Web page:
As for Brian J. Ford, he has published hundreds of articles on the research the Royal Society plagiarised!

So, please explain, what is your excuse in his case? Surely the Royal Society is not plagiarising Brian J. Ford because he has acknowledged (here) your precious plagiarist Charles Darwin plagiarised Patrick Matthew are you? No, surely not!

In sum, would the Royal Society please make an official statement regarding whether it has abandoned its former acceptance of the Arago Ruling? Here is a reminder, just in case you have forgotten it: http://www.strevens.org/research/scistruc/Prioritas.pdf

If the Royal Society is making an exception to the rule of priority in the cases of Patrick Matthew and Brian J. Ford could it be so good to please explain why and make an official statement to the effect that this is not simply a biased Darwinist 'made for Matthew' and Royal Society ‘Made for Ford’ rule?

Now, perhaps also because I have published new bombshell research on the fully evidenced heresy that Darwin and Wallace knowingly plagiarised Matthew's theory, the Biological Journal of the Linnean Society is repeat victimising me by multiply plagiarising my original research and, whilst using it to fraudulently mislead its readership, refusing to do anything about that. The fully evidenced verifiable facts on that disgraceful nonscience behaviour, with proof that plagiarism is malicious, can be found here: https://patrickmathew.blogspot.com/2020/08/the-worlds-most-ironic-story-of.html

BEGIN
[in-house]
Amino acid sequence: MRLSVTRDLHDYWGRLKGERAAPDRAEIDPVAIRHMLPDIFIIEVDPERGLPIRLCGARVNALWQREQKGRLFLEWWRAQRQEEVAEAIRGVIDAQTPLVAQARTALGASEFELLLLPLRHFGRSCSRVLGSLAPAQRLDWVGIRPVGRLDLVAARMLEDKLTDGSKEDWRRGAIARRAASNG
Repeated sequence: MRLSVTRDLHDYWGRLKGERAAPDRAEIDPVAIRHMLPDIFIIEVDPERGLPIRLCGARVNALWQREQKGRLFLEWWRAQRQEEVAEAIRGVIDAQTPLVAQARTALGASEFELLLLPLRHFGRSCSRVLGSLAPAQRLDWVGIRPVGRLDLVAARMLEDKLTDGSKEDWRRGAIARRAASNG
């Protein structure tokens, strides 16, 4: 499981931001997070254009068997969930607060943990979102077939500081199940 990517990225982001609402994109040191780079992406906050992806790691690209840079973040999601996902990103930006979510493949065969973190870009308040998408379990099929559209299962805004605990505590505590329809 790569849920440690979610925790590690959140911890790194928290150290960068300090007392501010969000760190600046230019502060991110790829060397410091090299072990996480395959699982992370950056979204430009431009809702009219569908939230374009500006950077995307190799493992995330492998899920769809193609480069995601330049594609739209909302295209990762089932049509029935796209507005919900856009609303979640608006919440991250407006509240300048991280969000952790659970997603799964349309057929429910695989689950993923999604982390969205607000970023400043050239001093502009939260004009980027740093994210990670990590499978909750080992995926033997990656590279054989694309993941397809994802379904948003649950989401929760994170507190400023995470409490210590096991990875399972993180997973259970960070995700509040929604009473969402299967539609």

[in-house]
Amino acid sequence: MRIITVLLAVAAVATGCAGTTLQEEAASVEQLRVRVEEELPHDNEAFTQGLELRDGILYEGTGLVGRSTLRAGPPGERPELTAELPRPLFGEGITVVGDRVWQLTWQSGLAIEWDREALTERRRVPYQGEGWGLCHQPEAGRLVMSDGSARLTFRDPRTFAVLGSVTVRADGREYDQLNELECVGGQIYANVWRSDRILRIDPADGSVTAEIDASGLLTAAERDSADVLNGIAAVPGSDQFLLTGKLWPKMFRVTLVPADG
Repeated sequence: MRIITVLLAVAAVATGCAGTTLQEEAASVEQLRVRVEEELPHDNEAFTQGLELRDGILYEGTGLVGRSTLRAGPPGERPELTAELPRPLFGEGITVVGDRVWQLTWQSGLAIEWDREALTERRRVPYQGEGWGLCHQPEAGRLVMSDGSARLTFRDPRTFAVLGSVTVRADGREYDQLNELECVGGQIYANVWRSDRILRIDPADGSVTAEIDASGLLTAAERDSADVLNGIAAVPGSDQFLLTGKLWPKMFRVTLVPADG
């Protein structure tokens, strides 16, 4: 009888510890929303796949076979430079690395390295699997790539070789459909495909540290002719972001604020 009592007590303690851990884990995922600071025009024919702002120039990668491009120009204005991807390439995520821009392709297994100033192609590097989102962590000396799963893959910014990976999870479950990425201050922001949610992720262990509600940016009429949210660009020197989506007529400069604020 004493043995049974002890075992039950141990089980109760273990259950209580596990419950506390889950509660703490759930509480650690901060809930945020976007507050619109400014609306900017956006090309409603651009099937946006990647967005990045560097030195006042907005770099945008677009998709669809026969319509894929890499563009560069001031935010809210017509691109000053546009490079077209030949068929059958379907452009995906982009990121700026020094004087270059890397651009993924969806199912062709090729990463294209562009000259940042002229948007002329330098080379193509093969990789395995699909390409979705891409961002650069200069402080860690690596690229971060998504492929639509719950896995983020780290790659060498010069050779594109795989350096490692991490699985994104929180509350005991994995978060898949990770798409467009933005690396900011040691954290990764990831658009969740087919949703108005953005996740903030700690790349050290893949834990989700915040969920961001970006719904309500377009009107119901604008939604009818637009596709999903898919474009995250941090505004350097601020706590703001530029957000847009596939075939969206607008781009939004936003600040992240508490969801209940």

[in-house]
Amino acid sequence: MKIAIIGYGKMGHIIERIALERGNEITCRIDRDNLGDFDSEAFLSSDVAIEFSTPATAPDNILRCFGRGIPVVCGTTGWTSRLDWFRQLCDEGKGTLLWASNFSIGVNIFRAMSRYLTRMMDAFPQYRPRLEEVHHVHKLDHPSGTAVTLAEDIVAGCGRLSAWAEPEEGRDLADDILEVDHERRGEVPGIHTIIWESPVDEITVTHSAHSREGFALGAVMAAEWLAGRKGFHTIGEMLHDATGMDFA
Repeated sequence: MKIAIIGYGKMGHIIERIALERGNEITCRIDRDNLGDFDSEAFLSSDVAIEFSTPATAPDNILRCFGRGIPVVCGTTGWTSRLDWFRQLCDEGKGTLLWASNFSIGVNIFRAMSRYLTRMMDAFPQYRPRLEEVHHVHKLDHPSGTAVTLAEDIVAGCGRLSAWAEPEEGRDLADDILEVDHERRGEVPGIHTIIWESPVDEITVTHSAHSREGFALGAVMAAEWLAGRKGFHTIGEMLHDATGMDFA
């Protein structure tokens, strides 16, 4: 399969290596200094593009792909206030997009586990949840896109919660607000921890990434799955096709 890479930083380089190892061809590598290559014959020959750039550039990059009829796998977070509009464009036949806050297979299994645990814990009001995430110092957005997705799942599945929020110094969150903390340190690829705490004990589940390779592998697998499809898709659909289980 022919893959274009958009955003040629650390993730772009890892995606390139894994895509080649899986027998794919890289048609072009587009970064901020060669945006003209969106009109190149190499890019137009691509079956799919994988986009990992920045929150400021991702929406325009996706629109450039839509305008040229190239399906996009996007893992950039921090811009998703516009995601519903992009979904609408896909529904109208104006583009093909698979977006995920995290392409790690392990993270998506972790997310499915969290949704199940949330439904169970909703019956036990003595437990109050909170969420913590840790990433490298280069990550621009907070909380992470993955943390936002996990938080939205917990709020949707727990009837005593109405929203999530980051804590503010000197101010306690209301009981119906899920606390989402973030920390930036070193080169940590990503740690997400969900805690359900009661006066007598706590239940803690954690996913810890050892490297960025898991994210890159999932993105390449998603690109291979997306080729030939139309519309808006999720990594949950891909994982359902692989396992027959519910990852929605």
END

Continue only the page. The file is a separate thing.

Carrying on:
Yours sincerely

Dr Mike Sutton (Author of Nullius in Verba: Darwin’s greatest secret)

 

1 comment:

  1. Mike, you wrote an open letter to the Royal Society and the Linnean Society. It seems part of their duties to mediate when scientists are locked in a conflict. Both Societies have history, tradition, reputation. But it should not be only history, tradition and reputation. I guess they can show the dexterity and diplomacy to solve a topical matter like this.
    What would I do if I were the Fellow of the Royal Society entrusted with solving this matter? First I would invite you for lunch in a nice restaurant. While you talk I would get an impression what kind of guy Sutton is. I would invite you for a second lunch, if needed a third. By then I, intelligent member of the Royal Society, would have found out that Sutton is quite ok and has a good sense of humour. Pity that he is retired, he would make a perfect teacher. After that I would contact his opponents, to get an impression of them too. Then I would report to my organization. And then, well, then the Royal Society’s wisdom, piled up in centuries of mediating between conflicting scientists, would show what it is capable of in the way of conflict-solving.
    The end of the story would be that, on the micro-level, your Selby discovery gets due recognition. And on the macro-level your general demythologizing the sanctified Darwin would prove a refreshing shower for the whole of Biology and Science History. It would even have political and moral implications. After all, Darwin’s skewed view of life as the ‘war-of-nature’, the ’battle-of-life’ and ‘competition’ could then be replaced by the more cooperative and symbiotic view of life that matches our global culture.
    Kind regards, Ton Munnich